Solstice, Strawberry Moon Mark Summer’s Official Arrival

In the United States, summer began at 6:34 p.m. on the East Coast, when the sun reached its highest point in Earth's sky

The summer solstice marked the season's official arrival around the globe Monday.

In the United States, summer began at 6:34 p.m. on the East Coast. That's when the sun reached its highest point in Earth's sky.

Monday also marked the longest period of daylight of the year. The days will get shorter beginning Tuesday until Dec. 21, the winter solstice.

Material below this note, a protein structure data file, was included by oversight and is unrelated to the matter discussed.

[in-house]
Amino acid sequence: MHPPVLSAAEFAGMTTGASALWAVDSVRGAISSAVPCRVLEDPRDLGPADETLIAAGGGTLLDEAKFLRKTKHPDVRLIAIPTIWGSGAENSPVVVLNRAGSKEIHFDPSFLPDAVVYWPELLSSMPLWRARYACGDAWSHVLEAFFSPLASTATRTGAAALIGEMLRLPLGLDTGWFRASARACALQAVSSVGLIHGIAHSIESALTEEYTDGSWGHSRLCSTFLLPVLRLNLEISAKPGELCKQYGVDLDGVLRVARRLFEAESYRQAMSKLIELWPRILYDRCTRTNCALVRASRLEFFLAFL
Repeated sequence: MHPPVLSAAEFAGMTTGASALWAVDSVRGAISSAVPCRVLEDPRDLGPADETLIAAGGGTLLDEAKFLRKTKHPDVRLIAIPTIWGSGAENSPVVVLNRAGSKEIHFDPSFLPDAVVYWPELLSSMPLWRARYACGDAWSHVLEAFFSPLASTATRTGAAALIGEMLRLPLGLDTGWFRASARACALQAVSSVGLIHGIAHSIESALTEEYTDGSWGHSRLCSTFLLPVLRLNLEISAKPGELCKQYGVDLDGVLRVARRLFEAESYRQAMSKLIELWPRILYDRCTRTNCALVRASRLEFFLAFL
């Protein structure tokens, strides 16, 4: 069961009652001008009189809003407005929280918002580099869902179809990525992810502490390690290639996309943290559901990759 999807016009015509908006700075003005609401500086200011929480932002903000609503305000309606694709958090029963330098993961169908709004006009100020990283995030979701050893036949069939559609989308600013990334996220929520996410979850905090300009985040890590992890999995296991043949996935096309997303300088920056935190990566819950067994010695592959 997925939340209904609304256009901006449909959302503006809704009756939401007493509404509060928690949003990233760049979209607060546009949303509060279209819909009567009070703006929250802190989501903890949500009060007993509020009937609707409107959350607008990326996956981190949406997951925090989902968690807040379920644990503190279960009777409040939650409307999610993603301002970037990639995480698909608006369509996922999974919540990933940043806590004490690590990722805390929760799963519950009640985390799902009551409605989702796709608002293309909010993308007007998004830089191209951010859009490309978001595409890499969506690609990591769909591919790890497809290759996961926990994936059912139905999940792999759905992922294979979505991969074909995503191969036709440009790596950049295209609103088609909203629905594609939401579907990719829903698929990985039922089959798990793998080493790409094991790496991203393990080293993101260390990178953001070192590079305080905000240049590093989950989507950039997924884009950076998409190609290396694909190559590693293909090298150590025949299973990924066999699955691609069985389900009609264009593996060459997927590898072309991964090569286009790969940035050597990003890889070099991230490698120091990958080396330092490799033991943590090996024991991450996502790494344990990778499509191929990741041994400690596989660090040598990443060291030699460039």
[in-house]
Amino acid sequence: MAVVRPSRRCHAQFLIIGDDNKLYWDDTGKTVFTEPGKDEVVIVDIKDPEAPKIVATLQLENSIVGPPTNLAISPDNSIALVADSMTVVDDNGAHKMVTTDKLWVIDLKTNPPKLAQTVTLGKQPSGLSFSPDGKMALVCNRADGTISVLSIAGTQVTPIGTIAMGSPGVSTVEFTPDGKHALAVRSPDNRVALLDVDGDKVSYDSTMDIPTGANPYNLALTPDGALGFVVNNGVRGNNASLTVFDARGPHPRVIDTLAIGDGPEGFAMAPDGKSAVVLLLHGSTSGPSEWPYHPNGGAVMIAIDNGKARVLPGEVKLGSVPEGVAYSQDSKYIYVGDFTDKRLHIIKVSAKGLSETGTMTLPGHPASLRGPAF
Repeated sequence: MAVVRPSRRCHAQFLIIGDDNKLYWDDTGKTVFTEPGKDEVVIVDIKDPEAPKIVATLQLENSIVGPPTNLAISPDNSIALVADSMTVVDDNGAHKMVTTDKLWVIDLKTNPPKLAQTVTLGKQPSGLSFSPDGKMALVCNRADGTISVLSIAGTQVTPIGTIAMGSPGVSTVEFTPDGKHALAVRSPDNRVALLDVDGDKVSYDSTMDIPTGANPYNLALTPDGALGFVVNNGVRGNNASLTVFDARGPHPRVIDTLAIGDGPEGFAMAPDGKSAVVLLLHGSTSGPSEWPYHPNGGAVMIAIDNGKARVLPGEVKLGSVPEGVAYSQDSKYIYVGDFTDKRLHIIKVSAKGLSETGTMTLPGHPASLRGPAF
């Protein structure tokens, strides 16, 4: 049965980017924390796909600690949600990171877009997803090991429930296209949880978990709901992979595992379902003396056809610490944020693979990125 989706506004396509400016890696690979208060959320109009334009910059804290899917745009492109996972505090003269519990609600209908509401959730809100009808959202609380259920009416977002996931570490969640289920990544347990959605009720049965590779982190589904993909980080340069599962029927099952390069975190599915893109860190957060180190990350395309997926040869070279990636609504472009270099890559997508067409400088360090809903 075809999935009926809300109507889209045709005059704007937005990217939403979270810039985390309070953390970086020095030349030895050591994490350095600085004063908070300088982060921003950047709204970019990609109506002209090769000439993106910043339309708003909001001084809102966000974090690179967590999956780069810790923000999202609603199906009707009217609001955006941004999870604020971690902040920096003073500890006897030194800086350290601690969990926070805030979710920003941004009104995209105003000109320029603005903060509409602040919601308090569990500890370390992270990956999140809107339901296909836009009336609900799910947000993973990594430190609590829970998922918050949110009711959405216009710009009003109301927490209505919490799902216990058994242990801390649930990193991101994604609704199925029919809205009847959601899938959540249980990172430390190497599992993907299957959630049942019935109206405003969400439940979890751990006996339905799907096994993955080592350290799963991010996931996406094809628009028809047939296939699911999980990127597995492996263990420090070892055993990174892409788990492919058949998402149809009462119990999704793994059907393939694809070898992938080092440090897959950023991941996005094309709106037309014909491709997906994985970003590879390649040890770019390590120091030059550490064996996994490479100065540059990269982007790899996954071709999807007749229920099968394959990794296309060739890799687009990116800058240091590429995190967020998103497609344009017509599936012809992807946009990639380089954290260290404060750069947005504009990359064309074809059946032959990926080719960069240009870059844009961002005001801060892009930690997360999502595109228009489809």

Sky watchers were treated to a rare full moon coinciding with the solstice. June's full moon has traditionally been nicknamed the honey moon or the strawberry moon because of its large, reddish-amber appearance in the sky, and because Algonquin tribes used the solstice as a sign for when fruits were ready for picking, according to the Farmer’s Almanac.

Monday marked the first time since June 1967 the full moon fell on the same day as the summer solstice, according to Earthsky.com, which cited Universal Time for its calculations. The pairing won't happen again until June 2062.

Copyright AP - Associated Press
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